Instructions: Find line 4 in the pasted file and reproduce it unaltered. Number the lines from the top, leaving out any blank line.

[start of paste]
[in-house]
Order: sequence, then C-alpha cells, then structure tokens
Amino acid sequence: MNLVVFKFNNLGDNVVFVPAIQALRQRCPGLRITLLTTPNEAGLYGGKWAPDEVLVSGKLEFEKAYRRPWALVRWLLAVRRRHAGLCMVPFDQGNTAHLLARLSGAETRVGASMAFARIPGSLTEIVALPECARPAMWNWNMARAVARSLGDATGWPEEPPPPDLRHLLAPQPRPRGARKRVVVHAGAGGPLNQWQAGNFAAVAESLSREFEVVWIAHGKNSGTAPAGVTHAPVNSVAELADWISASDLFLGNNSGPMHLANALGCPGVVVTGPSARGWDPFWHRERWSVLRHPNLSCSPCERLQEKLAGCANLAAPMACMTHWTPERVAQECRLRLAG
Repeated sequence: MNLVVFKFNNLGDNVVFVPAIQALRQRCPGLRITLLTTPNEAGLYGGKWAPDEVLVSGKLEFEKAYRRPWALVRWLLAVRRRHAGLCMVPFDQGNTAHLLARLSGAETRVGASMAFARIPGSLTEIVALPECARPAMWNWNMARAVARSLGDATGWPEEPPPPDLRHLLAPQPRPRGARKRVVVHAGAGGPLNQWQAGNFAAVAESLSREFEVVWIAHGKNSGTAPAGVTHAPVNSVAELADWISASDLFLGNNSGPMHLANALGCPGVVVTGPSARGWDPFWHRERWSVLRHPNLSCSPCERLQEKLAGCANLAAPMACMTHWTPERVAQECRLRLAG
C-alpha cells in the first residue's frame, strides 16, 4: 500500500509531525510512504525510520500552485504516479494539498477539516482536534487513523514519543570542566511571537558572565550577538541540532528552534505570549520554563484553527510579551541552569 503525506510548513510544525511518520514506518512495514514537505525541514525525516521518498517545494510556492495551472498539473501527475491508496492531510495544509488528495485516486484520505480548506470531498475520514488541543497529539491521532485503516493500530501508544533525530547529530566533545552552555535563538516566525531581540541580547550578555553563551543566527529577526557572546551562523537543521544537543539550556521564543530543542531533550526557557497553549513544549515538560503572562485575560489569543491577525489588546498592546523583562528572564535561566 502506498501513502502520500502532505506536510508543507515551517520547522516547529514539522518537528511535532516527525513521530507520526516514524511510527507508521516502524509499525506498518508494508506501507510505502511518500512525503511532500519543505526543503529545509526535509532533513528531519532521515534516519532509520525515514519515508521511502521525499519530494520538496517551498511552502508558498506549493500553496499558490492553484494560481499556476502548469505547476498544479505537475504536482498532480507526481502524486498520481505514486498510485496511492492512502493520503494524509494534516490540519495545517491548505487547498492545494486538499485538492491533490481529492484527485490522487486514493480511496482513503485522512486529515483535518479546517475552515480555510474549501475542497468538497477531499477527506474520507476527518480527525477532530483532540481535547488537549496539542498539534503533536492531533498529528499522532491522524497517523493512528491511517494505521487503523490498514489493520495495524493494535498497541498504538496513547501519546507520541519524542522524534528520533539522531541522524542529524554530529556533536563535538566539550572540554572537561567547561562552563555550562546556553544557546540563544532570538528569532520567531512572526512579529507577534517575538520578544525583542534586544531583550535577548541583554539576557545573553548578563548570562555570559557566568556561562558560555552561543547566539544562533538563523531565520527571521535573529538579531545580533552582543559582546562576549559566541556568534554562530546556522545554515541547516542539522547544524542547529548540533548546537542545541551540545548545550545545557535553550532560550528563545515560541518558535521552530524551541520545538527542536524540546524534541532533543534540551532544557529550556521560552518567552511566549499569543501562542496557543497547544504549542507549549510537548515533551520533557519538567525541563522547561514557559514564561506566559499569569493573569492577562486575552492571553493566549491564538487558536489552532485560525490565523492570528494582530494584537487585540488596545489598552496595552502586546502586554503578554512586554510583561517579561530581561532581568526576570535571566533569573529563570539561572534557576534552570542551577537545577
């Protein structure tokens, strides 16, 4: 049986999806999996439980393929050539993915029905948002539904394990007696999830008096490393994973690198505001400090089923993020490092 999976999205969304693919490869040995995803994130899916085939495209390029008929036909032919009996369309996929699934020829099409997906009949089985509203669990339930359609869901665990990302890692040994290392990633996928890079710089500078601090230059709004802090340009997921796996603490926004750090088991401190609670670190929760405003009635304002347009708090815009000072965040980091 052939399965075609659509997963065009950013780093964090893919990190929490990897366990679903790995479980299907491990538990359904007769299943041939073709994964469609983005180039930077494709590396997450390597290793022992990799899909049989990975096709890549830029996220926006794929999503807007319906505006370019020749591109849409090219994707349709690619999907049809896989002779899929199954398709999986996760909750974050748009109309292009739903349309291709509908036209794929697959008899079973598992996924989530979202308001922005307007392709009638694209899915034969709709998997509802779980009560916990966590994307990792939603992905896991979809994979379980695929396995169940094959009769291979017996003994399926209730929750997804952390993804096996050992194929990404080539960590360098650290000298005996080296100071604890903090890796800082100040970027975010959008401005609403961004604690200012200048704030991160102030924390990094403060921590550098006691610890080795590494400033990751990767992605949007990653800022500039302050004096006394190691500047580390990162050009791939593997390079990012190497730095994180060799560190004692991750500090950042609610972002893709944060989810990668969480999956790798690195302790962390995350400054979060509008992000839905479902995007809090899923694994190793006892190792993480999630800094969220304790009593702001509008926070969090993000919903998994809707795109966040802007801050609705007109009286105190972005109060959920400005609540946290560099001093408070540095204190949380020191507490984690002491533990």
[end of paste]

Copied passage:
Repeated sequence: MNLVVFKFNNLGDNVVFVPAIQALRQRCPGLRITLLTTPNEAGLYGGKWAPDEVLVSGKLEFEKAYRRPWALVRWLLAVRRRHAGLCMVPFDQGNTAHLLARLSGAETRVGASMAFARIPGSLTEIVALPECARPAMWNWNMARAVARSLGDATGWPEEPPPPDLRHLLAPQPRPRGARKRVVVHAGAGGPLNQWQAGNFAAVAESLSREFEVVWIAHGKNSGTAPAGVTHAPVNSVAELADWISASDLFLGNNSGPMHLANALGCPGVVVTGPSARGWDPFWHRERWSVLRHPNLSCSPCERLQEKLAGCANLAAPMACMTHWTPERVAQECRLRLAG